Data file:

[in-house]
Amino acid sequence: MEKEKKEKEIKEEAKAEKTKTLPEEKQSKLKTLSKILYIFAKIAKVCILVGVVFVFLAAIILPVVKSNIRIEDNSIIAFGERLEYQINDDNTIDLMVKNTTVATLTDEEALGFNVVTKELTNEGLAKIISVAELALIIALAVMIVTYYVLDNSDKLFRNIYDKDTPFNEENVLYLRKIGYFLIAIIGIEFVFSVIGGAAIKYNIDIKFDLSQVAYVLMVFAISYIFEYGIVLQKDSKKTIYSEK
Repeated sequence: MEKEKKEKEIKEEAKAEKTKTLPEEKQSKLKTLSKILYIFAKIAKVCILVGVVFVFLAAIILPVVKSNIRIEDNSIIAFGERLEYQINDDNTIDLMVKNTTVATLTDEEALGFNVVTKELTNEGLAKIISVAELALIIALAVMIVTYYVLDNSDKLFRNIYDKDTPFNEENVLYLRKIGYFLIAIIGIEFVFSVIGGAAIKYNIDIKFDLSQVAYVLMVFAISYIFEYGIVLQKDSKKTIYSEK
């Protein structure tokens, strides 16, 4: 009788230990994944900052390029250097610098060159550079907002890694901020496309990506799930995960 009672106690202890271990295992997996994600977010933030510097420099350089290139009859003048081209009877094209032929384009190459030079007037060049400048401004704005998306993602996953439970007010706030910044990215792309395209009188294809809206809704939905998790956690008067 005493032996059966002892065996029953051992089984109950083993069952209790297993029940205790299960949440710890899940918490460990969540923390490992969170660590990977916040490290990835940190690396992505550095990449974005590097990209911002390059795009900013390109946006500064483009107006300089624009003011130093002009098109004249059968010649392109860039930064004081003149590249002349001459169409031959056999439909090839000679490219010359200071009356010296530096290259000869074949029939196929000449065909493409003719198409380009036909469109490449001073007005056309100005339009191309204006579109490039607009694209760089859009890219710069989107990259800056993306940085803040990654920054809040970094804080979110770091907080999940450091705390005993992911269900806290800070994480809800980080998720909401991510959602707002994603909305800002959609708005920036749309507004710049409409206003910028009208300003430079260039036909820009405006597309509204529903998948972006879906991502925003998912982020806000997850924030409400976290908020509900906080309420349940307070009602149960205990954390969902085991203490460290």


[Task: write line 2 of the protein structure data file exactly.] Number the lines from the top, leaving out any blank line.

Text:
Amino acid sequence: MEKEKKEKEIKEEAKAEKTKTLPEEKQSKLKTLSKILYIFAKIAKVCILVGVVFVFLAAIILPVVKSNIRIEDNSIIAFGERLEYQINDDNTIDLMVKNTTVATLTDEEALGFNVVTKELTNEGLAKIISVAELALIIALAVMIVTYYVLDNSDKLFRNIYDKDTPFNEENVLYLRKIGYFLIAIIGIEFVFSVIGGAAIKYNIDIKFDLSQVAYVLMVFAISYIFEYGIVLQKDSKKTIYSEK